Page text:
Intent: Introduction, Vision and Philosophy
The purpose of this document is to clarify the how, why and what of maths teaching at Harris Junior Academy Carshalton. This is to be used by staff to clarify expectations, highlight the resources that we have access to, and to ensure that a high-quality maths curriculum is being taught to all pupils in our academy.
At HJAC, we want our children to be confident, fluent mathematicians, as well as problem solvers. We teach maths for mastery. This means that we are teaching our children to have a deep conceptual understanding as opposed to teaching children to answer correctly. Being able to explain how they got an answer, why that answer is correct, and what might happen if a particular variable was changed are the hallmarks of a mathematician – simply getting the correct answer ought to be a given.
Retrieval practice - Knowing more- remembering more! Daily retrieval practice to consolidate prior learning and practice.
Language – communicating ideas, proof, clarity and development of mathematical concepts.
Thinking – questioning and task design to promote mathematical thinking.
Understanding – using the concrete, pictorial and abstract approach to deepen conceptual understanding and making connections to previous learning, to other subjects.
Problem Solving – to be mathematical is to solve mathematical problems. Problem solving is both why and how we learn mathematics.
What does maths look like at HJAC?
At HJAC we teach maths in units, usually for a couple of weeks per unit. We aim to develop children’s understanding from the Concrete (actual physical manifestation of the maths), on to the Pictorial (being able to approach maths using pictures rather than physical resources), and finally onto the Abstract (being able to approach mathematics without the physical or pictorial resources). A typical two-week unit might have 2-4 concrete, practical lessons (photo recorded with follow-up questions) as well as 6-8 lessons focussing more on the pictorial and abstract (recorded using stickers followed by further extension sticker where necessary).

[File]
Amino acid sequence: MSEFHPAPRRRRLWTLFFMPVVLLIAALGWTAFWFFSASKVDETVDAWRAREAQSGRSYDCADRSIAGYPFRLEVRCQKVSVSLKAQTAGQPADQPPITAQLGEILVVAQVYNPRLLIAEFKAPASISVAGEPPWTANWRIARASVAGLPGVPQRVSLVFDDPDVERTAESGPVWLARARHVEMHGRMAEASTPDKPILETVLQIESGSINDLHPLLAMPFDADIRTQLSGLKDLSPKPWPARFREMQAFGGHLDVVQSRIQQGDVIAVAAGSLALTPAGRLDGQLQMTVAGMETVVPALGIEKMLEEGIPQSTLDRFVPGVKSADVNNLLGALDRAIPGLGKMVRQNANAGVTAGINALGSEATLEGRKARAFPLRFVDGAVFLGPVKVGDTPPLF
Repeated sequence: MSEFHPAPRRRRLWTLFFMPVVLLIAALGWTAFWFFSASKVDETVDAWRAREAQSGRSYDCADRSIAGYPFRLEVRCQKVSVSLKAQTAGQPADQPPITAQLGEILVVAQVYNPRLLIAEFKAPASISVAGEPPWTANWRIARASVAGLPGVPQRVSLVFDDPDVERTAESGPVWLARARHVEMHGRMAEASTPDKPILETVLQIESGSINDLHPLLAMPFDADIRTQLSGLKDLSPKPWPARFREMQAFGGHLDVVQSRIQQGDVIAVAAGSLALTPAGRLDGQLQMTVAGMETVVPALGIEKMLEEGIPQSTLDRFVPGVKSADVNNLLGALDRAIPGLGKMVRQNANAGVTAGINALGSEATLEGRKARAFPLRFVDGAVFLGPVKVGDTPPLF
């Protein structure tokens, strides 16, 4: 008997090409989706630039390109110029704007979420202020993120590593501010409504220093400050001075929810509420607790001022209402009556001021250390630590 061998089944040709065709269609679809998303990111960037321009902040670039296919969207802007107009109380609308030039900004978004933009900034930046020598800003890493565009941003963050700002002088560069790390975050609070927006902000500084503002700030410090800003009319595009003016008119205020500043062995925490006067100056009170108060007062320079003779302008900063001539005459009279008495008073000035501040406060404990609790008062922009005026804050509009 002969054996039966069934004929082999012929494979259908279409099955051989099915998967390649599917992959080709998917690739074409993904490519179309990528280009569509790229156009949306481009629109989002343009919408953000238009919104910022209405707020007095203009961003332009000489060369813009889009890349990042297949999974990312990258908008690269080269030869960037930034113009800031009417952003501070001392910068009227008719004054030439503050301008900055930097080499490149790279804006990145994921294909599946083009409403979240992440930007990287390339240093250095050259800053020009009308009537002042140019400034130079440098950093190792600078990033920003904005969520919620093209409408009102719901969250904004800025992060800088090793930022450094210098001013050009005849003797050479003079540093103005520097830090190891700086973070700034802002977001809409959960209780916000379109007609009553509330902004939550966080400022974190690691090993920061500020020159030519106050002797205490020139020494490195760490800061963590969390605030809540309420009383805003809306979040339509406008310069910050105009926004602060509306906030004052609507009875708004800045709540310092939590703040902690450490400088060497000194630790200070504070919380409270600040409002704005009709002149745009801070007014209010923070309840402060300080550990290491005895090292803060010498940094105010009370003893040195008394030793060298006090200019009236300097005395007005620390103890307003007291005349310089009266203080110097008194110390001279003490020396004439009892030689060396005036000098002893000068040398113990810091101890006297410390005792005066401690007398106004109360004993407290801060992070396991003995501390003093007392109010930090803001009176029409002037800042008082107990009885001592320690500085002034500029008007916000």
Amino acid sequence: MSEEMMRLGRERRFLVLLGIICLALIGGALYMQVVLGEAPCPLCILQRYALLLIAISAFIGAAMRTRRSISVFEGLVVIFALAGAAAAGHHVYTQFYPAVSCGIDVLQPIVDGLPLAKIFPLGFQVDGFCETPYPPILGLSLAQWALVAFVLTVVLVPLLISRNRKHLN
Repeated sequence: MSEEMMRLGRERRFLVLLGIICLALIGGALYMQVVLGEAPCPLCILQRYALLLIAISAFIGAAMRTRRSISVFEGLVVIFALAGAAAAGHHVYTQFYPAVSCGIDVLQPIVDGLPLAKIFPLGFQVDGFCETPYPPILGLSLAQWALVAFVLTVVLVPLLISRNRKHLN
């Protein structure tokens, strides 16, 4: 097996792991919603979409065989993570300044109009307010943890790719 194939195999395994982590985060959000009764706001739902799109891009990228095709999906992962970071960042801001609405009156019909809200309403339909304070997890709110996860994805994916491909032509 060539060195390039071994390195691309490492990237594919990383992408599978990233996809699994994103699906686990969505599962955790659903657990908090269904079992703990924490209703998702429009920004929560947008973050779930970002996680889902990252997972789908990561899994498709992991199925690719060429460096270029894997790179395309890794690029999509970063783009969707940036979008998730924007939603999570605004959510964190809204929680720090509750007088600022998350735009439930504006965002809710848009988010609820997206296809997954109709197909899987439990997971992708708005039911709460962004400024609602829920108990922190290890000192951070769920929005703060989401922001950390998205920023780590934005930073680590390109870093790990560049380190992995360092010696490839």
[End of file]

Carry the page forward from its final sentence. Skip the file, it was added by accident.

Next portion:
HJAC has opted for the White Rose Maths scheme of learning from Year 3 to Year 6 to ensure a robust, comprehensive, and high-quality approach to the teaching and learning of mathematics. The decision to adapt this scheme was guided by a desire to foster maths mastery, improve conceptual understanding, and to align with Ofsted's standards for effective teaching and learning.
White Rose Maths adheres to the concrete, pictorial, abstract (CPA) approach, a three-step pedagogical strategy that aids in developing a deep and sustainable understanding of maths. Beginning with 'concrete' experiences, where pupils engage with physical, manipulatives, learners are then introduced to 'pictorial' representations, followed by 'abstract' symbols. This gradual approach aids pupils in visualising mathematical concepts and contextualising abstract ideas, thereby nurturing mastery learning.
The systematic nature of the White Rose Maths scheme underscores the importance of conceptual understanding. Rather than rushing to provide quick fixes or rote learning methods, White Rose allows our pupils to understand the ‘why’ and ‘how’ of mathematical concepts. This aligns with Ofsted's emphasis on deep learning, wherein pupils should understand and apply the underlying principles and connections within their learning.